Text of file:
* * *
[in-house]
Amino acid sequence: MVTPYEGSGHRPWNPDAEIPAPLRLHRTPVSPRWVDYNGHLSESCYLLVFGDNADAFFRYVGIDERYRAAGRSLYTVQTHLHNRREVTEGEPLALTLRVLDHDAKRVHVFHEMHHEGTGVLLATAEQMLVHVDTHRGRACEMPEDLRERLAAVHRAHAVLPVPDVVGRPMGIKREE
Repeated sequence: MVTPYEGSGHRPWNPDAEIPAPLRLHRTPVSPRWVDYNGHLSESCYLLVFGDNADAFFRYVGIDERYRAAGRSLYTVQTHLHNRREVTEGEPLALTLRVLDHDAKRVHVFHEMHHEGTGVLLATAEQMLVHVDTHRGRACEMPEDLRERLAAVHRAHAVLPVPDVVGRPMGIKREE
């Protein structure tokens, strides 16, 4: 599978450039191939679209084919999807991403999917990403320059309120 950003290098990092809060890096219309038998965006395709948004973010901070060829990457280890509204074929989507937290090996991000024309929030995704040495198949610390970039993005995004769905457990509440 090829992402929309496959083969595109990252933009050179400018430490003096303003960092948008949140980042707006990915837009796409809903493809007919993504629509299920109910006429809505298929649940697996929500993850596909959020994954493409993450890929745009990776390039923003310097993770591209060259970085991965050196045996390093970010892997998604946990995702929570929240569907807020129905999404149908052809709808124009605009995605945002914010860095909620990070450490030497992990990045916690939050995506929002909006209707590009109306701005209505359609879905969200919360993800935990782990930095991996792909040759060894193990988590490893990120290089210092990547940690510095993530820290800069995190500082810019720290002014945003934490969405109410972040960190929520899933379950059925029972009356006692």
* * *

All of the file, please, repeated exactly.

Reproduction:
[in-house]
Amino acid sequence: MVTPYEGSGHRPWNPDAEIPAPLRLHRTPVSPRWVDYNGHLSESCYLLVFGDNADAFFRYVGIDERYRAAGRSLYTVQTHLHNRREVTEGEPLALTLRVLDHDAKRVHVFHEMHHEGTGVLLATAEQMLVHVDTHRGRACEMPEDLRERLAAVHRAHAVLPVPDVVGRPMGIKREE
Repeated sequence: MVTPYEGSGHRPWNPDAEIPAPLRLHRTPVSPRWVDYNGHLSESCYLLVFGDNADAFFRYVGIDERYRAAGRSLYTVQTHLHNRREVTEGEPLALTLRVLDHDAKRVHVFHEMHHEGTGVLLATAEQMLVHVDTHRGRACEMPEDLRERLAAVHRAHAVLPVPDVVGRPMGIKREE
């Protein structure tokens, strides 16, 4: 599978450039191939679209084919999807991403999917990403320059309120 950003290098990092809060890096219309038998965006395709948004973010901070060829990457280890509204074929989507937290090996991000024309929030995704040495198949610390970039993005995004769905457990509440 090829992402929309496959083969595109990252933009050179400018430490003096303003960092948008949140980042707006990915837009796409809903493809007919993504629509299920109910006429809505298929649940697996929500993850596909959020994954493409993450890929745009990776390039923003310097993770591209060259970085991965050196045996390093970010892997998604946990995702929570929240569907807020129905999404149908052809709808124009605009995605945002914010860095909620990070450490030497992990990045916690939050995506929002909006209707590009109306701005209505359609879905969200919360993800935990782990930095991996792909040759060894193990988590490893990120290089210092990547940690510095993530820290800069995190500082810019720290002014945003934490969405109410972040960190929520899933379950059925029972009356006692």